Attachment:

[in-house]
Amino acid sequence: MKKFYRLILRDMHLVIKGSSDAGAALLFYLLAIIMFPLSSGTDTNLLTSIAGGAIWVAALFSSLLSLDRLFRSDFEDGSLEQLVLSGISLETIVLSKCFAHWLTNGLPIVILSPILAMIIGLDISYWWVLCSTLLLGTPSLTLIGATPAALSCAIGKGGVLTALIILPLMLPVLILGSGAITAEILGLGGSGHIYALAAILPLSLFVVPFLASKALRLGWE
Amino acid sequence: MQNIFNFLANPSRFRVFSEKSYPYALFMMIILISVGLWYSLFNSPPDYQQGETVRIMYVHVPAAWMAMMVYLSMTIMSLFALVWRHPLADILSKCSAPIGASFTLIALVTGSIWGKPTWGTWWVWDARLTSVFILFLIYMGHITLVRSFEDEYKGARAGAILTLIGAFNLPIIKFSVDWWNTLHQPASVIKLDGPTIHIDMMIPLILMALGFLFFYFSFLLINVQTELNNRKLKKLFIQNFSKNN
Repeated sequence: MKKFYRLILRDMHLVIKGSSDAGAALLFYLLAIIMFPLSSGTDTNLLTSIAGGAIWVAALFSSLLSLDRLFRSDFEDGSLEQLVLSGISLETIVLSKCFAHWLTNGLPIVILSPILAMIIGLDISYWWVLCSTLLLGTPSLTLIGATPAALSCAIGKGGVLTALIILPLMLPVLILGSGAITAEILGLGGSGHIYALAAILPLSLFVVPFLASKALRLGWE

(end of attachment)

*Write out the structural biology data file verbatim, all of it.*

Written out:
[in-house]
Amino acid sequence: MKKFYRLILRDMHLVIKGSSDAGAALLFYLLAIIMFPLSSGTDTNLLTSIAGGAIWVAALFSSLLSLDRLFRSDFEDGSLEQLVLSGISLETIVLSKCFAHWLTNGLPIVILSPILAMIIGLDISYWWVLCSTLLLGTPSLTLIGATPAALSCAIGKGGVLTALIILPLMLPVLILGSGAITAEILGLGGSGHIYALAAILPLSLFVVPFLASKALRLGWE
Amino acid sequence: MQNIFNFLANPSRFRVFSEKSYPYALFMMIILISVGLWYSLFNSPPDYQQGETVRIMYVHVPAAWMAMMVYLSMTIMSLFALVWRHPLADILSKCSAPIGASFTLIALVTGSIWGKPTWGTWWVWDARLTSVFILFLIYMGHITLVRSFEDEYKGARAGAILTLIGAFNLPIIKFSVDWWNTLHQPASVIKLDGPTIHIDMMIPLILMALGFLFFYFSFLLINVQTELNNRKLKKLFIQNFSKNN
Repeated sequence: MKKFYRLILRDMHLVIKGSSDAGAALLFYLLAIIMFPLSSGTDTNLLTSIAGGAIWVAALFSSLLSLDRLFRSDFEDGSLEQLVLSGISLETIVLSKCFAHWLTNGLPIVILSPILAMIIGLDISYWWVLCSTLLLGTPSLTLIGATPAALSCAIGKGGVLTALIILPLMLPVLILGSGAITAEILGLGGSGHIYALAAILPLSLFVVPFLASKALRLGWE